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Island Park bakery, sweet shop prepare for spring holidays amid sour times

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Not all is sweet in the world right now, but that won’t stop the spring holidays from coming.

Island Park’s bakeries and candy shops are dealing with losses because of the coronavirus, while forging forward and preparing for Easter and Passover. 

Agrigento Bakery, on Austin Boulevard in Island Park, however, is open — but for curbside pickup only, said owner Mary Costanza.

“It’s hard to do business because we don’t want people coming in,” she said. “But customers still want to come in and don’t understand. We just want to keep our customers and staff safe.”

Customers can call in orders to the bakery and pick them up from their car outside the shop. Costanza described the new system as being “a little hectic,” especially as the spring holidays approach.

Still, the bakery is only doing 30 to 40 percent of the business it usually does during this time of year.

“We are feeling pain right now,” Costanza said. “People can’t get together and be with their families, so instead of a dozen cannolis, maybe they’re ordering four cannolis.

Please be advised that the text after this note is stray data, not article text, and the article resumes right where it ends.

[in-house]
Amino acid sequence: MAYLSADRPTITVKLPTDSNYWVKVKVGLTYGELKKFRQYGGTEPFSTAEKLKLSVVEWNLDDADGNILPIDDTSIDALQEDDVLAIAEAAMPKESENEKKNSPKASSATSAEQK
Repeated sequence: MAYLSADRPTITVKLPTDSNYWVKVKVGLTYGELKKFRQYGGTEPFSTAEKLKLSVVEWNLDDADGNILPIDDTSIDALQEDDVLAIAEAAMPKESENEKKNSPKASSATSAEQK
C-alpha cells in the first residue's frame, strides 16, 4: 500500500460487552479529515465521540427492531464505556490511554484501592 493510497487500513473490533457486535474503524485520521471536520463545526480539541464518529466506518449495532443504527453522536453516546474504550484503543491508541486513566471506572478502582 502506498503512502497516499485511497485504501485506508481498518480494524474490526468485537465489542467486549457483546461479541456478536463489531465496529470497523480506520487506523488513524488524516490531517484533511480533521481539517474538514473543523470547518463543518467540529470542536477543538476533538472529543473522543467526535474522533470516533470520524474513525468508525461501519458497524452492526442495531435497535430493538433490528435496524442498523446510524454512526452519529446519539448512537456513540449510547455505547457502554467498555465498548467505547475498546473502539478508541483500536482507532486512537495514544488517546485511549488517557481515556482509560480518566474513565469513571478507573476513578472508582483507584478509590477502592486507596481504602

“But we’re not producing as much, as well,” she added.

Joan Cohen, owner of Hope’s Land of Candy, in Island Park, also contends that less is more for this unusual spring season. The candy shop, known for its vintage sodas and old-time décor, is taking a hit, as people cannot sit in the store and enjoy the experience during this time.

“We went from maybe 50 to 60 customers a day down to about 10,” Cohen said. “Our revenues are way, way down … Normally, Easter is one of our busiest times, and this is impacting that.”

As a result, Cohen has done away with large chocolate bunnies and candy baskets, and instead, is making everything in smaller sizes. “People are financially strapped at this point,” she said, “so this is more economical and affordable for families, especially those that have lost jobs.”

Cohen acknowledged that the business, itself, is falling on hard times, too, and has been seeking financial assistance to keep the shop afloat. She’s also ramping up the store’s online presence to reach customers.

Oceanside's bakeries and candy stores are also feeling the impacts of coronavirus.